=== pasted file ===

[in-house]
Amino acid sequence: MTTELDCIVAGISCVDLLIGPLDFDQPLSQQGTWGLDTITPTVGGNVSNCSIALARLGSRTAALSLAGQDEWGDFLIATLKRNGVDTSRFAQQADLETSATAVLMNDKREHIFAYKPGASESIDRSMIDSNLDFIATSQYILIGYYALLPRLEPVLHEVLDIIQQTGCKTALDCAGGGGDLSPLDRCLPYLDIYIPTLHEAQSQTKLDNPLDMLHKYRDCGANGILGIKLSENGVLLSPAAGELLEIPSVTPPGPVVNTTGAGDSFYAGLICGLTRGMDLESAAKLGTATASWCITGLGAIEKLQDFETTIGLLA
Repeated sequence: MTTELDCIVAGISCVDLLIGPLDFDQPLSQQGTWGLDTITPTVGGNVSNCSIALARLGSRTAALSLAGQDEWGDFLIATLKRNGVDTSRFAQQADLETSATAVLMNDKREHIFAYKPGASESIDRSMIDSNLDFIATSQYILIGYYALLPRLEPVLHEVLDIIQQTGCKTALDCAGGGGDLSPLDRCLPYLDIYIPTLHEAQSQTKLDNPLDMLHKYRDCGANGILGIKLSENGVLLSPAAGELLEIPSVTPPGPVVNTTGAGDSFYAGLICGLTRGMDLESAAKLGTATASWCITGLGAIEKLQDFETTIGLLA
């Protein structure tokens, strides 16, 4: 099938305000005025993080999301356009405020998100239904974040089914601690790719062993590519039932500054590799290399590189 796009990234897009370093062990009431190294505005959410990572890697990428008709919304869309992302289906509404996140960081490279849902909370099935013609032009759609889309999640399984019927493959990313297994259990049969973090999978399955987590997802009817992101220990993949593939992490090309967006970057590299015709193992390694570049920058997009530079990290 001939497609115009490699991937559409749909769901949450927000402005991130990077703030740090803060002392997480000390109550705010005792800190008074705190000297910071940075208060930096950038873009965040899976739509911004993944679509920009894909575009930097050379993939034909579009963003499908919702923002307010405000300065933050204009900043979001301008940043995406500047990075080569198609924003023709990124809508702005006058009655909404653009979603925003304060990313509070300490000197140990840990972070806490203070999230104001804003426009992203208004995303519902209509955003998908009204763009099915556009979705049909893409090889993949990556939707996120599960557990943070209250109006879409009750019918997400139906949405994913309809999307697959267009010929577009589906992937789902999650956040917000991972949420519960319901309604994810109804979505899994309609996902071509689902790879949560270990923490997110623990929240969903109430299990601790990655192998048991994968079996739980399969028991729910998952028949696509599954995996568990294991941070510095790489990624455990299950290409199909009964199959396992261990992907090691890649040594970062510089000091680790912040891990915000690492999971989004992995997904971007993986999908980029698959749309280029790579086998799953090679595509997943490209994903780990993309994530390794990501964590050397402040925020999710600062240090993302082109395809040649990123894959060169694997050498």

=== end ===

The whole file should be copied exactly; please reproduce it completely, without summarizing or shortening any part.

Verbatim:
[in-house]
Amino acid sequence: MTTELDCIVAGISCVDLLIGPLDFDQPLSQQGTWGLDTITPTVGGNVSNCSIALARLGSRTAALSLAGQDEWGDFLIATLKRNGVDTSRFAQQADLETSATAVLMNDKREHIFAYKPGASESIDRSMIDSNLDFIATSQYILIGYYALLPRLEPVLHEVLDIIQQTGCKTALDCAGGGGDLSPLDRCLPYLDIYIPTLHEAQSQTKLDNPLDMLHKYRDCGANGILGIKLSENGVLLSPAAGELLEIPSVTPPGPVVNTTGAGDSFYAGLICGLTRGMDLESAAKLGTATASWCITGLGAIEKLQDFETTIGLLA
Repeated sequence: MTTELDCIVAGISCVDLLIGPLDFDQPLSQQGTWGLDTITPTVGGNVSNCSIALARLGSRTAALSLAGQDEWGDFLIATLKRNGVDTSRFAQQADLETSATAVLMNDKREHIFAYKPGASESIDRSMIDSNLDFIATSQYILIGYYALLPRLEPVLHEVLDIIQQTGCKTALDCAGGGGDLSPLDRCLPYLDIYIPTLHEAQSQTKLDNPLDMLHKYRDCGANGILGIKLSENGVLLSPAAGELLEIPSVTPPGPVVNTTGAGDSFYAGLICGLTRGMDLESAAKLGTATASWCITGLGAIEKLQDFETTIGLLA
């Protein structure tokens, strides 16, 4: 099938305000005025993080999301356009405020998100239904974040089914601690790719062993590519039932500054590799290399590189 796009990234897009370093062990009431190294505005959410990572890697990428008709919304869309992302289906509404996140960081490279849902909370099935013609032009759609889309999640399984019927493959990313297994259990049969973090999978399955987590997802009817992101220990993949593939992490090309967006970057590299015709193992390694570049920058997009530079990290 001939497609115009490699991937559409749909769901949450927000402005991130990077703030740090803060002392997480000390109550705010005792800190008074705190000297910071940075208060930096950038873009965040899976739509911004993944679509920009894909575009930097050379993939034909579009963003499908919702923002307010405000300065933050204009900043979001301008940043995406500047990075080569198609924003023709990124809508702005006058009655909404653009979603925003304060990313509070300490000197140990840990972070806490203070999230104001804003426009992203208004995303519902209509955003998908009204763009099915556009979705049909893409090889993949990556939707996120599960557990943070209250109006879409009750019918997400139906949405994913309809999307697959267009010929577009589906992937789902999650956040917000991972949420519960319901309604994810109804979505899994309609996902071509689902790879949560270990923490997110623990929240969903109430299990601790990655192998048991994968079996739980399969028991729910998952028949696509599954995996568990294991941070510095790489990624455990299950290409199909009964199959396992261990992907090691890649040594970062510089000091680790912040891990915000690492999971989004992995997904971007993986999908980029698959749309280029790579086998799953090679595509997943490209994903780990993309994530390794990501964590050397402040925020999710600062240090993302082109395809040649990123894959060169694997050498």